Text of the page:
Two Sudanese doctors from the committee said a convoy carrying medical aid from the UN Children’s Fund (UNICEF) was stopped and looted by the RSF late last month.
UNICEF’s Deputy Representative Mary Louise Eagleton denied that any shipments from her agency were intercepted and said the agency cooperates with OCHA’s system.
“It’s possible someone slapped a UNICEF logo on a truck, or a truck that had previously transported UNICEF supplies still had a logo on it, although we take those off when done,” she told Al Jazeera.
Eagleton added that her staff closely monitors each vehicle, which is tracked from “point to point” after leaving Port Sudan, with proof provided by videos, photos and reports.
Asked whether UNICEF checked its deliveries with the Doctors’ Committee, Eagleton said: “We are in touch with the recipient of the health supplies whoever the partner is.”
The Sudan director of another international aid agency told Al Jazeera: “When something happens to the UN, they try to keep it under wraps because they don’t want to harm their reputation.”
On June 5, the army announced that it had created the Supreme Committee for Crisis Management to facilitate the aid response.
Kholood Khair, a Sudanese expert and the founding director of the think tank, Confluence Advisory, believes that the committee was created to capture aid and restrict relief.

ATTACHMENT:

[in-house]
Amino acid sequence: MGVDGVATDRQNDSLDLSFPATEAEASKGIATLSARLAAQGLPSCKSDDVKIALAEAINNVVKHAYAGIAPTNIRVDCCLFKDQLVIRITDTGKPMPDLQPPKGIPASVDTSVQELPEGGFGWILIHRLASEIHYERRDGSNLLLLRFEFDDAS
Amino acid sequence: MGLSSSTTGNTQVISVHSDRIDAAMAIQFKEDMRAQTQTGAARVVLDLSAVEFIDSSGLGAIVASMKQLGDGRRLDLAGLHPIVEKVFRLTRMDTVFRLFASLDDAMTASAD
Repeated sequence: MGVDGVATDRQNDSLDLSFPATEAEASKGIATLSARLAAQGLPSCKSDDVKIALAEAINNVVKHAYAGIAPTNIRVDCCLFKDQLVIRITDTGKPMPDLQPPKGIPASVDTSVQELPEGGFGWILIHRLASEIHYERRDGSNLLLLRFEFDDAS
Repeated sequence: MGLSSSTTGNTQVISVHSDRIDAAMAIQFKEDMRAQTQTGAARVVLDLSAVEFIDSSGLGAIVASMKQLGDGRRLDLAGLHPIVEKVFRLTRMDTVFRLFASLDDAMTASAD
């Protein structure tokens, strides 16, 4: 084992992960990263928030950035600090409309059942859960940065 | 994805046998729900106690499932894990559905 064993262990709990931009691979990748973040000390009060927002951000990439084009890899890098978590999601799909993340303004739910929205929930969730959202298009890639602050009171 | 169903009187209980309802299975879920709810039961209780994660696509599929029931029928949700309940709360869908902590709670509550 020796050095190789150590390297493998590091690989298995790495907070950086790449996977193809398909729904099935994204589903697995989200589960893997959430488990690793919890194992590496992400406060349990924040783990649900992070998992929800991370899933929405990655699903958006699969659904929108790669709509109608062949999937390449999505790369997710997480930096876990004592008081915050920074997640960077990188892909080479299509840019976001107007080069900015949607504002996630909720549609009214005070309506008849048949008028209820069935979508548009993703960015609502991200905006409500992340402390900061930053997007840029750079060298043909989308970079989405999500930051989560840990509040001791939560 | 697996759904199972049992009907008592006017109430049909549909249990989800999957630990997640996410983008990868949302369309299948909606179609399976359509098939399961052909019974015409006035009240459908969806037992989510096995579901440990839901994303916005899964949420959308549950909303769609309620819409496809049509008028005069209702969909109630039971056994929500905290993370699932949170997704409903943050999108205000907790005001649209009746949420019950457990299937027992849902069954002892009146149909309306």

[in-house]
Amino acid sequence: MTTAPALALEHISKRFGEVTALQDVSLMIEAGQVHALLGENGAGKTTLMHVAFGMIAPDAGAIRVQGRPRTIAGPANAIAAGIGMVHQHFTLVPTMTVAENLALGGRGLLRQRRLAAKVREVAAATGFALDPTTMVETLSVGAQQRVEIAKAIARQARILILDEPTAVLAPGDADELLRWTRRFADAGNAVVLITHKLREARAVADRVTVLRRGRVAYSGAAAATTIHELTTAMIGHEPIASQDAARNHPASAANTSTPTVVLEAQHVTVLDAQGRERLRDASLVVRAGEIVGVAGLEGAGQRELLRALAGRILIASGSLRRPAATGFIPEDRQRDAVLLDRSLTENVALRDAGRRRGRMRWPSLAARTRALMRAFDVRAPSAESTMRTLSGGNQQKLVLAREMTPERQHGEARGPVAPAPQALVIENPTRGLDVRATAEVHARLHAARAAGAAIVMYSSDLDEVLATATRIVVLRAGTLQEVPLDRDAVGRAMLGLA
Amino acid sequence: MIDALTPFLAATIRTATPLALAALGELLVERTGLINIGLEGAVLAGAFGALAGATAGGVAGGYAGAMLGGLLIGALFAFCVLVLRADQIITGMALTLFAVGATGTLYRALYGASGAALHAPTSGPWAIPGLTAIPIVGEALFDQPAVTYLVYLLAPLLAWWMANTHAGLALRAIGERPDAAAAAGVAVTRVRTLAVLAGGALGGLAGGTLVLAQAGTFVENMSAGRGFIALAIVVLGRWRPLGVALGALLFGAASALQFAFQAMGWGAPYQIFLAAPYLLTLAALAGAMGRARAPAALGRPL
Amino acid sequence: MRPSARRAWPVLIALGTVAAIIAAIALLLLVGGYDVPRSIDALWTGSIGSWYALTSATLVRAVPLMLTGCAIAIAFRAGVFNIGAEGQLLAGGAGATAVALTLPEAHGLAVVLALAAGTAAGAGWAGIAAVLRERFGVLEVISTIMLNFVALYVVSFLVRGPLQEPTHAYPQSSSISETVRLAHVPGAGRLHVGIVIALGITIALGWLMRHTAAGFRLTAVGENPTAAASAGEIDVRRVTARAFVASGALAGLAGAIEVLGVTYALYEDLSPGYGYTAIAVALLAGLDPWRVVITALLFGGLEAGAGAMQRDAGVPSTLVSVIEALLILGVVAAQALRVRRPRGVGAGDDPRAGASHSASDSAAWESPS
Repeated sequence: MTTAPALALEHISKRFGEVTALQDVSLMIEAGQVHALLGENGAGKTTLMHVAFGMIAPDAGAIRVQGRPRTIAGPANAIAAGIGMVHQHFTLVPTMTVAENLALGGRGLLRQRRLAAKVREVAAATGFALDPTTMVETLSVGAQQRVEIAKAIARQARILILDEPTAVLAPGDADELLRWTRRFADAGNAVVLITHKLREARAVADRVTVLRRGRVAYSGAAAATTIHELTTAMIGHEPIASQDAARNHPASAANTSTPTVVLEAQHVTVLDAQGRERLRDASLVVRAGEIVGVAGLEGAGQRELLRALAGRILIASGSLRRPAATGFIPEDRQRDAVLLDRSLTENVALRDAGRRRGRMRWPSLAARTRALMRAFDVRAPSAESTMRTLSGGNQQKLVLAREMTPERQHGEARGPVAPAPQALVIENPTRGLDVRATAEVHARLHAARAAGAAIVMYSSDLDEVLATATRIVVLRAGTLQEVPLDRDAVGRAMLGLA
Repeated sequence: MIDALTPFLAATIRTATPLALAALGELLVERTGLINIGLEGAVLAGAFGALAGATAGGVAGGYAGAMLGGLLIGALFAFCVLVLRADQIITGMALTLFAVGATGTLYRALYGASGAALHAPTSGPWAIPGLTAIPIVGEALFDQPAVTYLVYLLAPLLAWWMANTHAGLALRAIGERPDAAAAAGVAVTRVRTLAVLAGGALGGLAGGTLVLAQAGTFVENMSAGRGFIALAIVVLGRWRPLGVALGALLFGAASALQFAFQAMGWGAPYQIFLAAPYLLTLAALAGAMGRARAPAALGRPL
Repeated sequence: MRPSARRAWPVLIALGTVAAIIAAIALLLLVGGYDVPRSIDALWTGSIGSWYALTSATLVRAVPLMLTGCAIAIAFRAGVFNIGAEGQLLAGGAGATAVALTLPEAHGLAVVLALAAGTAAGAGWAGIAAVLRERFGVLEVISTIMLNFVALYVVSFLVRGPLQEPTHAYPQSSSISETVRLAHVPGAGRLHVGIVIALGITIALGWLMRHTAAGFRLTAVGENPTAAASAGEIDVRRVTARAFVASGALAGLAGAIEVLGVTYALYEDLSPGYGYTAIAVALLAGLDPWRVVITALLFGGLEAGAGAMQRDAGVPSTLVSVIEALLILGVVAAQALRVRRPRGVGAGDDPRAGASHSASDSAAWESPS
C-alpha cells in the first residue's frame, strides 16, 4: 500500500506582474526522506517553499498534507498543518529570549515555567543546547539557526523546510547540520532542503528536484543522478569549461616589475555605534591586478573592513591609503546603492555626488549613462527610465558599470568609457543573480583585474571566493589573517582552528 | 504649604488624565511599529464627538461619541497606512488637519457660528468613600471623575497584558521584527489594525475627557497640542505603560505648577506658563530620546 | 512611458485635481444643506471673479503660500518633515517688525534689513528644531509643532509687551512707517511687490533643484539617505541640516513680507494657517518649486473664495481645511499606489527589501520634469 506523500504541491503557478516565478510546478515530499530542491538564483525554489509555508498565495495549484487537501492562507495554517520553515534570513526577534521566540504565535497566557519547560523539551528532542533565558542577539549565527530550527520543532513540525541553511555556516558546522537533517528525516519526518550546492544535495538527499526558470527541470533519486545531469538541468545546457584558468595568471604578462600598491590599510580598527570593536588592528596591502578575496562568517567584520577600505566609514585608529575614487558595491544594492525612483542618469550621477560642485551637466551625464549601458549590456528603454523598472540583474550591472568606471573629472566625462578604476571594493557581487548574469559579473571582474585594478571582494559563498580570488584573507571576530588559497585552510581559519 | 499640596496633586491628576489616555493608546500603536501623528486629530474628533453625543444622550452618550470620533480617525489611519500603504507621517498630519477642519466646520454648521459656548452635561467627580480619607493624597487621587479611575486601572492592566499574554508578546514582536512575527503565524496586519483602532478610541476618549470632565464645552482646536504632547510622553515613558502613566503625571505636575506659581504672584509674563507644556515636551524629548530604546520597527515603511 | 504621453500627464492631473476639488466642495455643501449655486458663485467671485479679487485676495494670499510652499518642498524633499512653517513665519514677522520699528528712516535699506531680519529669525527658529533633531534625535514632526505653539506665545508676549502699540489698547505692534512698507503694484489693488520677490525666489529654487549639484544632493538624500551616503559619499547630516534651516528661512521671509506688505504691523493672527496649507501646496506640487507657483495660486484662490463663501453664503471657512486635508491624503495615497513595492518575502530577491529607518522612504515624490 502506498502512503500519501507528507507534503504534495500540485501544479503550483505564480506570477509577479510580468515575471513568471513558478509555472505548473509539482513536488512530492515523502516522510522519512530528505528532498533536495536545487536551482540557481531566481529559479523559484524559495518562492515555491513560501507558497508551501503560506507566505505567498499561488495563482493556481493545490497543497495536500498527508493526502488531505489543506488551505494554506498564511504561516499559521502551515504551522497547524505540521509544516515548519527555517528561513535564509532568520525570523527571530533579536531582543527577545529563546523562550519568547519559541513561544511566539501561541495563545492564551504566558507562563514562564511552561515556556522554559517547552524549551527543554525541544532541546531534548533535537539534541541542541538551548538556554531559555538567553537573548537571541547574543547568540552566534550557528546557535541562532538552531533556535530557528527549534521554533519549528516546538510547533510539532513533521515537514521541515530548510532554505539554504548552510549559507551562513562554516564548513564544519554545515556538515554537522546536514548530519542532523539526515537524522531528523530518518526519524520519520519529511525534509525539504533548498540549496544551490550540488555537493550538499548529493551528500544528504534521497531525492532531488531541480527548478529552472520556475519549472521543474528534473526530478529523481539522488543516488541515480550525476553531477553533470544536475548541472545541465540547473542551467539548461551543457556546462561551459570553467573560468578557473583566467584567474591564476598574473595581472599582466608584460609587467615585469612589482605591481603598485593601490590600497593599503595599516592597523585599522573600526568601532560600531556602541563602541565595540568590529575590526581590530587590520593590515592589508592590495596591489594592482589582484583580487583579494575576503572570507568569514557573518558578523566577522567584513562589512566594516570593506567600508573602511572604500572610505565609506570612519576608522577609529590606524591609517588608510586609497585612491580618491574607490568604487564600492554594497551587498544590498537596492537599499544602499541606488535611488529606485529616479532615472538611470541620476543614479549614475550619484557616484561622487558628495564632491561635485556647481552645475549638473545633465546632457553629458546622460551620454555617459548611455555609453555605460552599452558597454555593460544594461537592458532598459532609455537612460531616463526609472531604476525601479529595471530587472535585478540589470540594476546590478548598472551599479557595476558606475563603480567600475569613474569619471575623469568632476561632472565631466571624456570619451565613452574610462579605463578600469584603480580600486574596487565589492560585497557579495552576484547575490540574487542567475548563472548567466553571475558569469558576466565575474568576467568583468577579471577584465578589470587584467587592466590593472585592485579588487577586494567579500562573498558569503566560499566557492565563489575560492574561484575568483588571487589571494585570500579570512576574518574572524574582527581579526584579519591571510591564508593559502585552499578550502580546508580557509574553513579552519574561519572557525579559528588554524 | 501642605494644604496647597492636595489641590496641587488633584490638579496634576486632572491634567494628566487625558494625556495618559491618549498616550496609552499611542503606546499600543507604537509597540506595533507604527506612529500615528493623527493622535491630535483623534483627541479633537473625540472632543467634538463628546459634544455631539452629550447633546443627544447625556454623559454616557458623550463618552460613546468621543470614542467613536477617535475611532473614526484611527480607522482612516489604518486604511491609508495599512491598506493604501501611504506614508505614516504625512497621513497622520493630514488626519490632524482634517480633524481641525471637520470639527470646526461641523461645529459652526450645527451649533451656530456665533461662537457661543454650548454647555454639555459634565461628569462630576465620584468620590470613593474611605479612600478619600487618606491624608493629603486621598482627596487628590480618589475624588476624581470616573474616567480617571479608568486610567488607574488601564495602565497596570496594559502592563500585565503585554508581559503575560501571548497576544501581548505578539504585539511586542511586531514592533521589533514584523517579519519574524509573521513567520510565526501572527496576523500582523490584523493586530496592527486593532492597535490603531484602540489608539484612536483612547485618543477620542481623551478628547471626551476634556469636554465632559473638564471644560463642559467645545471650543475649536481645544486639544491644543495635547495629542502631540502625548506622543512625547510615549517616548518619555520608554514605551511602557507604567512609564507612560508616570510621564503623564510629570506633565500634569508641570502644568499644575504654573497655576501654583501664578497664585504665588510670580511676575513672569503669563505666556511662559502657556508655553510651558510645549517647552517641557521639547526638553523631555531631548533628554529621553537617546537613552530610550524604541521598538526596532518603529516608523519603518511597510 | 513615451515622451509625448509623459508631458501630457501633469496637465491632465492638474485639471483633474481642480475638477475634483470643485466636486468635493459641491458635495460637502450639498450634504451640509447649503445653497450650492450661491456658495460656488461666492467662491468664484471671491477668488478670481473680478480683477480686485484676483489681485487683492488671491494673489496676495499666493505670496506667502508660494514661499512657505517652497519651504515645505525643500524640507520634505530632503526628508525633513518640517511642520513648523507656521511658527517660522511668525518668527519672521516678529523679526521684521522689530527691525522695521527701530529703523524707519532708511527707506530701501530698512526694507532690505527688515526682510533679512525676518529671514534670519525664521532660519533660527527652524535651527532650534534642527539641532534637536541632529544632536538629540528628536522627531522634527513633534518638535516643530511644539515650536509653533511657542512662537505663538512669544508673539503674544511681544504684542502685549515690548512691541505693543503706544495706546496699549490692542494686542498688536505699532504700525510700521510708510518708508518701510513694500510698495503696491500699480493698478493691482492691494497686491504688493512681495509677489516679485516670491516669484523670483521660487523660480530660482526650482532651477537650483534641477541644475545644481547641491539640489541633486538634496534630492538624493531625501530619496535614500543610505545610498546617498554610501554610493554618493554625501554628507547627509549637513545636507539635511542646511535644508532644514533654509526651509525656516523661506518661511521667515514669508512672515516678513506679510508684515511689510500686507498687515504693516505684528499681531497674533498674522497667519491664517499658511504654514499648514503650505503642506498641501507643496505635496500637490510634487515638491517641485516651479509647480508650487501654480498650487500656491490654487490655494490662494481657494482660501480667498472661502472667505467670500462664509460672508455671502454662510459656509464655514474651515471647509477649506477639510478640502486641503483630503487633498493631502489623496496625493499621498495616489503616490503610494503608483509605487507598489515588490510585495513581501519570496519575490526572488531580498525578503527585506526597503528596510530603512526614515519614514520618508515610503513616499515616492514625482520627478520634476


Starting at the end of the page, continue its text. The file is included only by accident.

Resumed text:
“The army is losing control of Khartoum where everything is centralised. This feels like the last gasp by the de facto regime to try and maintain control of aid,” she told Al Jazeera. “But what the army controls in aid pales in comparison to what the RSF controls in terms of arms and money.”
Khair was referring to the huge cash flows the RSF generates from lucrative gold mines in Sudan, as well as its ability to buy and receive arms illicitly for its ground assault – an advantage it has over the army relying on fighter planes to fight the war.
In May, the army attempted to pressure relief organisations to allow armed escorts to accompany their shipments from Port Sudan, three aid sources with close knowledge of relief operations told Al Jazeera.
They said that most international NGOs and UN agencies have hired local truck companies to transport aid since they lack enough cargo vehicles.
But one Western aid worker said truck drivers are often forced to leave with armed escorts, which is considered a red line for relief agencies, according to an internal memo seen by Al Jazeera.
He speculated that truck drivers may be using a part of the money they receive from aid agencies to pay off the escorts and that aid groups and UN agencies prefer to ignore the issue.
All aid agencies that spoke to Al Jazeera acknowledged that armed escorts are a way for belligerents to enrich themselves and that they make humanitarian workers themselves a target. They also denied using them.
However, the Western aid worker insisted that some agencies have used them, despite the negative connotations.
“[Armed escorts] is an absolute last resort measure [for aid agencies] and it puts all our principles at risk,” he said.
The same source said the RSF is beginning to set up a parallel administrative system. In South Darfur, it has begun requesting aid groups to acquire separate travel permits, which must be issued by the RSF.